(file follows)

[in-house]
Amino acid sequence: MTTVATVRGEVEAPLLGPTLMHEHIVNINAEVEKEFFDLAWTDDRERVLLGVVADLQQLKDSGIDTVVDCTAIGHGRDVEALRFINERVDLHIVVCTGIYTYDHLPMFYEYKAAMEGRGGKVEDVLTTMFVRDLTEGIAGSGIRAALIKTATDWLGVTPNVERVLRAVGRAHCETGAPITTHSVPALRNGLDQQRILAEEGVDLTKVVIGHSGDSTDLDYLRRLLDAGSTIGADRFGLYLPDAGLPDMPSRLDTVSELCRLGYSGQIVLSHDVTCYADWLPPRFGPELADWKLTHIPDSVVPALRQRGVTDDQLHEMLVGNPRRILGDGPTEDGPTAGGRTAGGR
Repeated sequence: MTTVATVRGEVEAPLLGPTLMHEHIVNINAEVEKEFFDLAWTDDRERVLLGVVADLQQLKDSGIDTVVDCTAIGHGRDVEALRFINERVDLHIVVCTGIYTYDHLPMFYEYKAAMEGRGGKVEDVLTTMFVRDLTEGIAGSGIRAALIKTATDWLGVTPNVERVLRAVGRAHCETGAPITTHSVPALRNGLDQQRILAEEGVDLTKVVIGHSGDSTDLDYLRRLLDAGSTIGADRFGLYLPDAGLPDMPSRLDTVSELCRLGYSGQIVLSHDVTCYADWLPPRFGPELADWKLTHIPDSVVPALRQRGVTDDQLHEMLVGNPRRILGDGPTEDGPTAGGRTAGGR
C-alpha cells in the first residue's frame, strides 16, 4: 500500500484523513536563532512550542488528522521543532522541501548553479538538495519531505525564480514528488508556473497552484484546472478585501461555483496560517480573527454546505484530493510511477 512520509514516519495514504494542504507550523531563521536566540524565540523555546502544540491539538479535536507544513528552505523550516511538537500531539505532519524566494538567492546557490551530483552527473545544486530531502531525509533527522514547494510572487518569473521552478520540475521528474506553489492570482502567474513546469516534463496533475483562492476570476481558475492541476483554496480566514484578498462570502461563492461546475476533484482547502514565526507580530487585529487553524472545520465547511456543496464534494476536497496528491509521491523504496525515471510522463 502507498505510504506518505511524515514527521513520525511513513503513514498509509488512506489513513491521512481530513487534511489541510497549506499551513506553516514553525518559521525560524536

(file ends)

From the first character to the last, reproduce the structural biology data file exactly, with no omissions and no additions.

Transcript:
[in-house]
Amino acid sequence: MTTVATVRGEVEAPLLGPTLMHEHIVNINAEVEKEFFDLAWTDDRERVLLGVVADLQQLKDSGIDTVVDCTAIGHGRDVEALRFINERVDLHIVVCTGIYTYDHLPMFYEYKAAMEGRGGKVEDVLTTMFVRDLTEGIAGSGIRAALIKTATDWLGVTPNVERVLRAVGRAHCETGAPITTHSVPALRNGLDQQRILAEEGVDLTKVVIGHSGDSTDLDYLRRLLDAGSTIGADRFGLYLPDAGLPDMPSRLDTVSELCRLGYSGQIVLSHDVTCYADWLPPRFGPELADWKLTHIPDSVVPALRQRGVTDDQLHEMLVGNPRRILGDGPTEDGPTAGGRTAGGR
Repeated sequence: MTTVATVRGEVEAPLLGPTLMHEHIVNINAEVEKEFFDLAWTDDRERVLLGVVADLQQLKDSGIDTVVDCTAIGHGRDVEALRFINERVDLHIVVCTGIYTYDHLPMFYEYKAAMEGRGGKVEDVLTTMFVRDLTEGIAGSGIRAALIKTATDWLGVTPNVERVLRAVGRAHCETGAPITTHSVPALRNGLDQQRILAEEGVDLTKVVIGHSGDSTDLDYLRRLLDAGSTIGADRFGLYLPDAGLPDMPSRLDTVSELCRLGYSGQIVLSHDVTCYADWLPPRFGPELADWKLTHIPDSVVPALRQRGVTDDQLHEMLVGNPRRILGDGPTEDGPTAGGRTAGGR
C-alpha cells in the first residue's frame, strides 16, 4: 500500500484523513536563532512550542488528522521543532522541501548553479538538495519531505525564480514528488508556473497552484484546472478585501461555483496560517480573527454546505484530493510511477 512520509514516519495514504494542504507550523531563521536566540524565540523555546502544540491539538479535536507544513528552505523550516511538537500531539505532519524566494538567492546557490551530483552527473545544486530531502531525509533527522514547494510572487518569473521552478520540475521528474506553489492570482502567474513546469516534463496533475483562492476570476481558475492541476483554496480566514484578498462570502461563492461546475476533484482547502514565526507580530487585529487553524472545520465547511456543496464534494476536497496528491509521491523504496525515471510522463 502507498505510504506518505511524515514527521513520525511513513503513514498509509488512506489513513491521512481530513487534511489541510497549506499551513506553516514553525518559521525560524536